Preheat oven to 425 degrees. In a large bowl mix cornstarch, cinnamon and 3/4 cup sugar. Add cranberries and pears; toss to combine. On a lightly floured surface, using a lightly floured rolling pin, roll out one of the discs of dough. Try to roll out your dough to be a few inches wider than your pie plate. You can always do a little patching later. making sure that the dough is lightly floured so that is doesn't stick, gently roll dough around your rolling pin and transfer to pie plate. Using a butter knife, trim the excess dough from around the pie plate. Keep the scraps to patch any holes in the bottom or top crusts. Spoon pear mixture into pie crust. Place dabs of butter over mixture. Roll out second disc, and place over filling. Cut a couple of slits in the top crust to allow steam to escape. Sprinkle pie with 1 tablespoon sugar.

Place sheet of foil underneath pie plate, folding up edges of the foil to form a rim. The foil will catch any sticky drips. Bake 20 minutes. Turn oven temperature to 375 degrees. Open the oven a crack for a minute or so, (don't walk away!) to allow the oven temperature to reach 375 degrees, close oven and bake 60 to 70 minutes longer, until filling is bubbly in center. Cool pie on wire rack for 1 hour. Serve warm.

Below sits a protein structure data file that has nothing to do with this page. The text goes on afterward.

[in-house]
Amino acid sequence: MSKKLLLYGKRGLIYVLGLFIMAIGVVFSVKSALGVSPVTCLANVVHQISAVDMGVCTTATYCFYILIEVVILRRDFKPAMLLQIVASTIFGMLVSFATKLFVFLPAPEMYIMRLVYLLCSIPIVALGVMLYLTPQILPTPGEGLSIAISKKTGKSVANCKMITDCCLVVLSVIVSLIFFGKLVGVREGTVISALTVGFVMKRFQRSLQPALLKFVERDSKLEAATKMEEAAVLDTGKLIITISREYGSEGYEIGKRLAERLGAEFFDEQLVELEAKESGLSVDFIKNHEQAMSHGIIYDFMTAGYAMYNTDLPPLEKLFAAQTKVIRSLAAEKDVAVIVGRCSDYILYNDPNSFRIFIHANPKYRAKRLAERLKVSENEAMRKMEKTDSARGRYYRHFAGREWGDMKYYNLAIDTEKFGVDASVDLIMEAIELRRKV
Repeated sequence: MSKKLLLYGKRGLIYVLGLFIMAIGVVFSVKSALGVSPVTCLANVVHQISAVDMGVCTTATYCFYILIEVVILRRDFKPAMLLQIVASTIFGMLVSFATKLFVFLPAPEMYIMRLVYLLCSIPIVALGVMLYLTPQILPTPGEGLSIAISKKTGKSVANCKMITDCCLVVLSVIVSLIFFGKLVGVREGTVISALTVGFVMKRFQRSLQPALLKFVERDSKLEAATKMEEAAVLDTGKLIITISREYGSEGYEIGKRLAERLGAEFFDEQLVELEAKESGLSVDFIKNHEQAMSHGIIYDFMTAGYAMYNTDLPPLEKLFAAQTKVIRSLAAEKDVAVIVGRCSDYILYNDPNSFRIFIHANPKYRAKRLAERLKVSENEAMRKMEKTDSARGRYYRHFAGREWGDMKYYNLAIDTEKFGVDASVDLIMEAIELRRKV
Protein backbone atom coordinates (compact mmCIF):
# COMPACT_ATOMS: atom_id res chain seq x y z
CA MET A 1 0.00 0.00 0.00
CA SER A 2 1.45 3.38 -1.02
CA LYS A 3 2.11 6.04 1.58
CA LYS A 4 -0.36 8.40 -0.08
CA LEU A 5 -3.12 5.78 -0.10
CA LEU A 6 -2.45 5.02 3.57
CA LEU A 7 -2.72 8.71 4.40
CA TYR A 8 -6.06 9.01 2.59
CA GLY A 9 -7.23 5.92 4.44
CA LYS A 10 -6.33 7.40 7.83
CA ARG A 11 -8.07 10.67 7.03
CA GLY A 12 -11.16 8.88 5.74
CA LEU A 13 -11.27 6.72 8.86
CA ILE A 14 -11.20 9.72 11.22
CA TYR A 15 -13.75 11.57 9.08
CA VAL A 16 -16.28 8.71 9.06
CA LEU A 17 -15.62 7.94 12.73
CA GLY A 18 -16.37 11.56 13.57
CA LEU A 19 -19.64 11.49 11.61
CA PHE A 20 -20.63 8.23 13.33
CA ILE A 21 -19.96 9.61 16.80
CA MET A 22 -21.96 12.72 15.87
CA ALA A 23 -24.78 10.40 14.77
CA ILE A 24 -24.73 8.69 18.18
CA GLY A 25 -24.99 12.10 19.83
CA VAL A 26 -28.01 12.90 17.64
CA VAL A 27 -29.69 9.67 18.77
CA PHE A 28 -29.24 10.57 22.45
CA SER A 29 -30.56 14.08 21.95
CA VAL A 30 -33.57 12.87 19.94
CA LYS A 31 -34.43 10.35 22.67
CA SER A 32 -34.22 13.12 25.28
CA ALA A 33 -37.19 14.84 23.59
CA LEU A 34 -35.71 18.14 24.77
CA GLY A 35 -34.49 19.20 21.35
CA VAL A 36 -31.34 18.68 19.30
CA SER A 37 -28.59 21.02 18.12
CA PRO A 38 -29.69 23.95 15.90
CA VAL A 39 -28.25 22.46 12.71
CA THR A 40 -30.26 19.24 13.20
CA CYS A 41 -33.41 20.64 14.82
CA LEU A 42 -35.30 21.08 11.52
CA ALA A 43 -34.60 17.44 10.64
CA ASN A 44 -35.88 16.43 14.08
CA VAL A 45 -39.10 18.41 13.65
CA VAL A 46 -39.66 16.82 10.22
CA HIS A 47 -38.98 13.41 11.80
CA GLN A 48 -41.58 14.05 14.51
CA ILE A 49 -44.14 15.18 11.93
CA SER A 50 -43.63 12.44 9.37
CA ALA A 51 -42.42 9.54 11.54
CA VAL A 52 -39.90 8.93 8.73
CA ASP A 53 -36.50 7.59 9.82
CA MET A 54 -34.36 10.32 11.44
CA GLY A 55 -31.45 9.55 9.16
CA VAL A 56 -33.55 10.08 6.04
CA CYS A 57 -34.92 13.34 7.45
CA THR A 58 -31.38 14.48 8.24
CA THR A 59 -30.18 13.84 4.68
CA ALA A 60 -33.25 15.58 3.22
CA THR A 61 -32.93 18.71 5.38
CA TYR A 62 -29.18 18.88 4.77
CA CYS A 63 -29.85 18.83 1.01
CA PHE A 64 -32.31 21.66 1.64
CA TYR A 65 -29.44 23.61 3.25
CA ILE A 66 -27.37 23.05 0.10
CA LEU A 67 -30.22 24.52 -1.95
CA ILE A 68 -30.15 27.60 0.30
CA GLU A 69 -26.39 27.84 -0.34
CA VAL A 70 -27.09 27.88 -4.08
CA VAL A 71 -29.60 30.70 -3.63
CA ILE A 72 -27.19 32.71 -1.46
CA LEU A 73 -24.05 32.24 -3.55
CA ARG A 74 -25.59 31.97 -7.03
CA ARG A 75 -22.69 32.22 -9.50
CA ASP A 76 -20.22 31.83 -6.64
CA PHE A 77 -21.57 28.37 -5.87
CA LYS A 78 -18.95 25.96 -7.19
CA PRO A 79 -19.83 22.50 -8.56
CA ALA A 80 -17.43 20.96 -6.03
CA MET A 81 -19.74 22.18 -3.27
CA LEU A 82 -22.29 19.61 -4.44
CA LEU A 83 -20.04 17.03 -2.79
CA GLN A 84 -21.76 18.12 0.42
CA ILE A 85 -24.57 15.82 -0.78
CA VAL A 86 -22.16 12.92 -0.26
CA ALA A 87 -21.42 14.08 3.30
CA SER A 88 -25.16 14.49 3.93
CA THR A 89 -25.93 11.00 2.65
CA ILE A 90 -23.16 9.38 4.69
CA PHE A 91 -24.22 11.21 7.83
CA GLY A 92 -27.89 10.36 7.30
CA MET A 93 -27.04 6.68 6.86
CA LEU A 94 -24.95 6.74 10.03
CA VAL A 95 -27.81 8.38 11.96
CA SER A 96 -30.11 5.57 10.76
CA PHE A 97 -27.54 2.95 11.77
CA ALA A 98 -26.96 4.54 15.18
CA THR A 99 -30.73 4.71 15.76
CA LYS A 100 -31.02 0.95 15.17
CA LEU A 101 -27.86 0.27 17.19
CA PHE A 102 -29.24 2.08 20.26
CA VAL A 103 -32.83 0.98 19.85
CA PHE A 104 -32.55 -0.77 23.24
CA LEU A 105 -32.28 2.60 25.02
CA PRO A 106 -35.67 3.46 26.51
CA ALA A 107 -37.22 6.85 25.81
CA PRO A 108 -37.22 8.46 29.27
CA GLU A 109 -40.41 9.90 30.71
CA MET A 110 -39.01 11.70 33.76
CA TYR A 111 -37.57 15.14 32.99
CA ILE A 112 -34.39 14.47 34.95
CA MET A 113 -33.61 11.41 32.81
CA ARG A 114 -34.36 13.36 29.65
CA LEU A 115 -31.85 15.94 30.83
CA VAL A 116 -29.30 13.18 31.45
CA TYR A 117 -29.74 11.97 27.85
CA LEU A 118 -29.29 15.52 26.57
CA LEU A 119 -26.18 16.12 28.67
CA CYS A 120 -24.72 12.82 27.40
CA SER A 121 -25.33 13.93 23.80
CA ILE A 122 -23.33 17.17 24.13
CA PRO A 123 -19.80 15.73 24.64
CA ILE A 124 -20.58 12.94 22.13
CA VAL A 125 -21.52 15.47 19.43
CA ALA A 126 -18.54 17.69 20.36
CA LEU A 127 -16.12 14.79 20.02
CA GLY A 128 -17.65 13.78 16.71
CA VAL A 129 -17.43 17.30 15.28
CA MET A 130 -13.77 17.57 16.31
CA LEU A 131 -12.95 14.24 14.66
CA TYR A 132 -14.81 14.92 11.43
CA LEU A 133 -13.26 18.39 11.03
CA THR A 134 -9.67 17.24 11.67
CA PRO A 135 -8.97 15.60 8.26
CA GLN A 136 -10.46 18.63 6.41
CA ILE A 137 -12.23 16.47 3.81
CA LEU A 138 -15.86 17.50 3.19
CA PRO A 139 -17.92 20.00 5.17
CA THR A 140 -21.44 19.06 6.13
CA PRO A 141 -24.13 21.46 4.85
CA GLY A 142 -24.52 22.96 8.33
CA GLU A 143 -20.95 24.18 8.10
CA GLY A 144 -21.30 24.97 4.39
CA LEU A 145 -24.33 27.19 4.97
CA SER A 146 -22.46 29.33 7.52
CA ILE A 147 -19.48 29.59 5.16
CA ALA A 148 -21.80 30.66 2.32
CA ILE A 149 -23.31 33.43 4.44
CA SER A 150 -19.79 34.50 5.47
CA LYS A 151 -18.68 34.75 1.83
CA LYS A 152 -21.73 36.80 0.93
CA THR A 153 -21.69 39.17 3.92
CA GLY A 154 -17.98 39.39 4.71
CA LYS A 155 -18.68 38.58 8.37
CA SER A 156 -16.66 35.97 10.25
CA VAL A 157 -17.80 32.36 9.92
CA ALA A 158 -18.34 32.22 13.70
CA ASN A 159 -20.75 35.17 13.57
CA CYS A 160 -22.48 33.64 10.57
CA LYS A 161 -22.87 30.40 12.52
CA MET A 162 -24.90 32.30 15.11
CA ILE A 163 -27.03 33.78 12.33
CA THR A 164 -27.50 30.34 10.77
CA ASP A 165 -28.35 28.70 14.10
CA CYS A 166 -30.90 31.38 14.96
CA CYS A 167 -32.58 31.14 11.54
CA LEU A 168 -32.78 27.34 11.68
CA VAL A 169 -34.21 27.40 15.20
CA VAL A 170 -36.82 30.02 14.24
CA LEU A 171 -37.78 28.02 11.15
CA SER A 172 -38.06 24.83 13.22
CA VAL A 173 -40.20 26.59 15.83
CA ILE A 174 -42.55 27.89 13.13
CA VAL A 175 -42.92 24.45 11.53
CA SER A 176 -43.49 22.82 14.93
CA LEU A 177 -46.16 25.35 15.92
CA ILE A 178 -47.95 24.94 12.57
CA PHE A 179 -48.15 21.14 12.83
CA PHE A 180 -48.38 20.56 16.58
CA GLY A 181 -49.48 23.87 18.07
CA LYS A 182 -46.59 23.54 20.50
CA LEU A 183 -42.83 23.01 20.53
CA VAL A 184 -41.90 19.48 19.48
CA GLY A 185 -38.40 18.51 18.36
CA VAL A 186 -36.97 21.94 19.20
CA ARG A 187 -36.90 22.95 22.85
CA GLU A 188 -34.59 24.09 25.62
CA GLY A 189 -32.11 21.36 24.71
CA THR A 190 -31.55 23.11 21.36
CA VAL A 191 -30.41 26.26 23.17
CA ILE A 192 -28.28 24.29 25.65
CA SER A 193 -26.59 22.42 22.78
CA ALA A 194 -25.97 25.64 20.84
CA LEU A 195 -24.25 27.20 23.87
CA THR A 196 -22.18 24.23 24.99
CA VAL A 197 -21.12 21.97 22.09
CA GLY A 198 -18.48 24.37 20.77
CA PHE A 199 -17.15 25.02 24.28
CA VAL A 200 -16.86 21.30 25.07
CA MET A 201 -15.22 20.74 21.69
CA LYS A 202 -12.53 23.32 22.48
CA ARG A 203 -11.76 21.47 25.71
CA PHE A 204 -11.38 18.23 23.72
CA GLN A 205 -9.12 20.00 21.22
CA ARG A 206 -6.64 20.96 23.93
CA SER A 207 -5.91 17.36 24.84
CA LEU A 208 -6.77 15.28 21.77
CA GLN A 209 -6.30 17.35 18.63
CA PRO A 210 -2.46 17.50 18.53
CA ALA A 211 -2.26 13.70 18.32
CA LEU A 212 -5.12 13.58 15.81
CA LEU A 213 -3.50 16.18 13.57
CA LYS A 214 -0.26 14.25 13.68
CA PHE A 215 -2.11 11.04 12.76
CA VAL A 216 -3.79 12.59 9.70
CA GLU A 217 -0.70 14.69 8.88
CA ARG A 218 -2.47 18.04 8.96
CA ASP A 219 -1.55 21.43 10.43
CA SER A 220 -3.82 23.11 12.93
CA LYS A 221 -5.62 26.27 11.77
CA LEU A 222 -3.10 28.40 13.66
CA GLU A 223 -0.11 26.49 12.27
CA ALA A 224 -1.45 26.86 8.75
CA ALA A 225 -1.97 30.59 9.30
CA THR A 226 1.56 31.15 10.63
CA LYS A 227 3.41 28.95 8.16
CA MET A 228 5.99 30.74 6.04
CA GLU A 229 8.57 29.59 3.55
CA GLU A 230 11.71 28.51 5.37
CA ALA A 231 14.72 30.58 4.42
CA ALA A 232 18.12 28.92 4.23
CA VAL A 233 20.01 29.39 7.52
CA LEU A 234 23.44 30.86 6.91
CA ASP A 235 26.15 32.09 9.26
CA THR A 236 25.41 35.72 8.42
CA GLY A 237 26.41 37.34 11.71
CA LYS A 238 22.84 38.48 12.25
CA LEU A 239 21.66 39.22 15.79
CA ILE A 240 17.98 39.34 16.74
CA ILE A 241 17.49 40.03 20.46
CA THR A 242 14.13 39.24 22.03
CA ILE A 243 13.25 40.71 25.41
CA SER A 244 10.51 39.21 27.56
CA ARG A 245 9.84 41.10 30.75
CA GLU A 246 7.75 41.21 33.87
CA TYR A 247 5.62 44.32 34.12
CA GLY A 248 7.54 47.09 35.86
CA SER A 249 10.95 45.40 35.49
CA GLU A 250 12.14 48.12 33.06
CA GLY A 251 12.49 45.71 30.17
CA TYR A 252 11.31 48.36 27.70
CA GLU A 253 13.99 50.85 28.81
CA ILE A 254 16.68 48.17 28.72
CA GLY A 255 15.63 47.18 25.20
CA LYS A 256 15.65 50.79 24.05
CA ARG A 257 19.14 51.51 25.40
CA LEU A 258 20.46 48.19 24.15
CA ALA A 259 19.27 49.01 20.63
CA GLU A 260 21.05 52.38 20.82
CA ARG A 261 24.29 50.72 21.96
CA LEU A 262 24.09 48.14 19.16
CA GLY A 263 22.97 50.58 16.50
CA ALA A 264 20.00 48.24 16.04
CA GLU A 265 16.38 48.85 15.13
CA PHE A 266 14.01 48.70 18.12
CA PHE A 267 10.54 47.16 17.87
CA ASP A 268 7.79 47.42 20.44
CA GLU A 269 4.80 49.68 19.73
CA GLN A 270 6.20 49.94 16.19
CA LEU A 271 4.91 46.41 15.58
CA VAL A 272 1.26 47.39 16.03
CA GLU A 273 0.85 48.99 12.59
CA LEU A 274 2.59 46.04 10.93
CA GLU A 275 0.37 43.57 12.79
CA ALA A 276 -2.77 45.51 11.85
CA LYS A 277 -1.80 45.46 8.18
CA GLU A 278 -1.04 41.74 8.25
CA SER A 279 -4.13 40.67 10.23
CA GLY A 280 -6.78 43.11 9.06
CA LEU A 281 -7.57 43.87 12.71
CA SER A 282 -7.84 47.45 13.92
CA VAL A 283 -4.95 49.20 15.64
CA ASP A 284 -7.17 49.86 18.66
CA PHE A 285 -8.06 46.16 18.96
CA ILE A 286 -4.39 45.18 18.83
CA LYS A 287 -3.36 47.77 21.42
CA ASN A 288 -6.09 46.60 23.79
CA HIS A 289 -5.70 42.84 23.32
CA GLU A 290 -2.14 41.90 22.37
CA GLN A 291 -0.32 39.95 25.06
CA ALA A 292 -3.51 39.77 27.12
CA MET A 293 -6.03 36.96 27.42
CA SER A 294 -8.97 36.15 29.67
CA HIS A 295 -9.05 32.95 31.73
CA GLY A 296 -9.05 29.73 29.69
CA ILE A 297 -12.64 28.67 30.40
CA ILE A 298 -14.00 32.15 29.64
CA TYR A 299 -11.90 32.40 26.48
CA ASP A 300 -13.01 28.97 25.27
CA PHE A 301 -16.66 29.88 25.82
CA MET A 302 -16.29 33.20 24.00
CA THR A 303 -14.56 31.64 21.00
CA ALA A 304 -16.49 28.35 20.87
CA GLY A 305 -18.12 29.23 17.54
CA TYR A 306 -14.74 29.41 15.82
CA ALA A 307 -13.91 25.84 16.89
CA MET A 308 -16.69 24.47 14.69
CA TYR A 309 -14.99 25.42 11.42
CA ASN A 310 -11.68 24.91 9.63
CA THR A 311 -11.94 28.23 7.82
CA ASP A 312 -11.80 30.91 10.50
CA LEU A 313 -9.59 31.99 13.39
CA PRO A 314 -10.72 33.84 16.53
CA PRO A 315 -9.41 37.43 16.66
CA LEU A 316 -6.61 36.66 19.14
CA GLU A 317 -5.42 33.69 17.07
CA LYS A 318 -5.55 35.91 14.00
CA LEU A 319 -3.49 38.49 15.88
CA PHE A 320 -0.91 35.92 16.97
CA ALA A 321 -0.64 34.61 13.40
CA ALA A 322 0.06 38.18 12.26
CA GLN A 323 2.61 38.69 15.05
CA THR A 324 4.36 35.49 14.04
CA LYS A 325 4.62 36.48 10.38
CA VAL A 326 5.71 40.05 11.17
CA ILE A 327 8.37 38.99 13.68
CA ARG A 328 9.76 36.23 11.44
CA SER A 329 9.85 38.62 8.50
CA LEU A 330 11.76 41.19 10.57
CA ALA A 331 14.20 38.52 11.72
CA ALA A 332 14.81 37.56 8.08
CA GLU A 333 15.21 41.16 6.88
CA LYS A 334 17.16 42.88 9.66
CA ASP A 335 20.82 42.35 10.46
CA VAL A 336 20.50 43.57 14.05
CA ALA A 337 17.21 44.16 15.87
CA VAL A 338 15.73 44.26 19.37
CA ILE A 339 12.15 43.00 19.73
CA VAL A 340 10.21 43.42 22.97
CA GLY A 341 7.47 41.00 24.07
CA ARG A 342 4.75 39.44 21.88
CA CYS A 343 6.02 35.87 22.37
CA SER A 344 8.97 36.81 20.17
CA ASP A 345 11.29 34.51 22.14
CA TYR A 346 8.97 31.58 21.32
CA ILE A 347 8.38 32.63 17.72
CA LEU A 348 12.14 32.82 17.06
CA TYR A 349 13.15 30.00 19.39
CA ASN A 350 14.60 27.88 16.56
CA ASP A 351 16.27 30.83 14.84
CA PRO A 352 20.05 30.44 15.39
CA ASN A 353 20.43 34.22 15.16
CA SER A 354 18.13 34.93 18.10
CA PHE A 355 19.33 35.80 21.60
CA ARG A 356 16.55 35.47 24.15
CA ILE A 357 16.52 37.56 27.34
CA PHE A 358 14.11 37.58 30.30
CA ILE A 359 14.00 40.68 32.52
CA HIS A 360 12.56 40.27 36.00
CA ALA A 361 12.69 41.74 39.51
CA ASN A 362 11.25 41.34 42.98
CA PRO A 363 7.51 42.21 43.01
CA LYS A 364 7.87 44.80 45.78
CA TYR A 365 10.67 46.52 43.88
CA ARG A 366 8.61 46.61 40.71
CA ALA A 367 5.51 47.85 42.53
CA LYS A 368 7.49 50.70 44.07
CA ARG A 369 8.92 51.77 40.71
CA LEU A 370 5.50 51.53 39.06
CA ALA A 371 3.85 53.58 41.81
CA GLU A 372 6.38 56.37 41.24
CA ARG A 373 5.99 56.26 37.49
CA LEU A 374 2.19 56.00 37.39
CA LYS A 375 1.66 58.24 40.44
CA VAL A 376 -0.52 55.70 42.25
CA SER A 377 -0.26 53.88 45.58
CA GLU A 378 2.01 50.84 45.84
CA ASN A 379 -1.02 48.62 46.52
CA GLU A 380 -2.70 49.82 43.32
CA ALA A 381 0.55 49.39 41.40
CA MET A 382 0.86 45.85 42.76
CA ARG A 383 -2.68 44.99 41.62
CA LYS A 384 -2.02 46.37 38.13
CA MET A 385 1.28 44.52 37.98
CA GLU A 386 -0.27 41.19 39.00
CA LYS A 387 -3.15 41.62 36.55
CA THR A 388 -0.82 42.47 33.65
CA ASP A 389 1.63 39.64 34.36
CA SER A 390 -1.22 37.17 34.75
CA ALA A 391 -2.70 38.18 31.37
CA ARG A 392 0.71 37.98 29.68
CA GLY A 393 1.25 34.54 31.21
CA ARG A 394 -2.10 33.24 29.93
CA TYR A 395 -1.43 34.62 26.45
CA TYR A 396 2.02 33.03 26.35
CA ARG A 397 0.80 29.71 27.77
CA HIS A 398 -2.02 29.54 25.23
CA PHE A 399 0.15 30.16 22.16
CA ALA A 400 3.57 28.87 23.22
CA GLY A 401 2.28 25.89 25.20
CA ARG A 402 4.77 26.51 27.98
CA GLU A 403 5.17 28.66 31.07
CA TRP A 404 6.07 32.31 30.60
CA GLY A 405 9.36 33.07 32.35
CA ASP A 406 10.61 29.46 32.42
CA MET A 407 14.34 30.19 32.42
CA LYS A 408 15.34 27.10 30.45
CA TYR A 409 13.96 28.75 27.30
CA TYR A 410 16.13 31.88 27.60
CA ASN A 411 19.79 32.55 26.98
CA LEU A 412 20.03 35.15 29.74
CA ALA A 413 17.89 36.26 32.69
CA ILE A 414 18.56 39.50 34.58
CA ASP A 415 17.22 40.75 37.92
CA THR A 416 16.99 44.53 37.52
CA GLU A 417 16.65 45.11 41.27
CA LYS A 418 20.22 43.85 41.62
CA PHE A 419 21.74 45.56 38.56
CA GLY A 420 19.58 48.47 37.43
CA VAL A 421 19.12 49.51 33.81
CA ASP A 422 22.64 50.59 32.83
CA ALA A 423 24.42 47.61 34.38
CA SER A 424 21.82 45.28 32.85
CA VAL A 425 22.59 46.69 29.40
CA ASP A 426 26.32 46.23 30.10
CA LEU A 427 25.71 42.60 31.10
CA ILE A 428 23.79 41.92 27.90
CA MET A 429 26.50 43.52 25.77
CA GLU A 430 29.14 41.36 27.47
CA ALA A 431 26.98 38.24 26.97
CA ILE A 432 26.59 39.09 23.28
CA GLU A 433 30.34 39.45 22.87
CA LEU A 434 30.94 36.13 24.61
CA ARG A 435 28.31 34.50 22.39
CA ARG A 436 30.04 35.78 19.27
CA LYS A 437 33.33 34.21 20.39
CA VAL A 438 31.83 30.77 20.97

Stop number three: my belly!

Pasta with Ratatouille

Shocking. Shocking is the only word I can think of to describe my food habits over the last few weeks. After all the roasting, baking and eating of Thanksgiving, I lost all foodie focus. Out of sheer laziness, I have made meals out of a bag of Pirate's Booty, Easy Mac (because regular mac and cheese seemed too much to handle), and the better part of a jar of kosher dills with a side of turkey pepperoni. Not to mention the fact that I recently had leftover roast beef with horseradish cream sauce - for breakfast. I feel like I have been on a food bender. Disgraceful.

This week, I was back on the wagon, ready to purge myself bad, post-holiday habits with a hearty helping of Pasta with Ratatouille.

Look at those bright, friendly colors!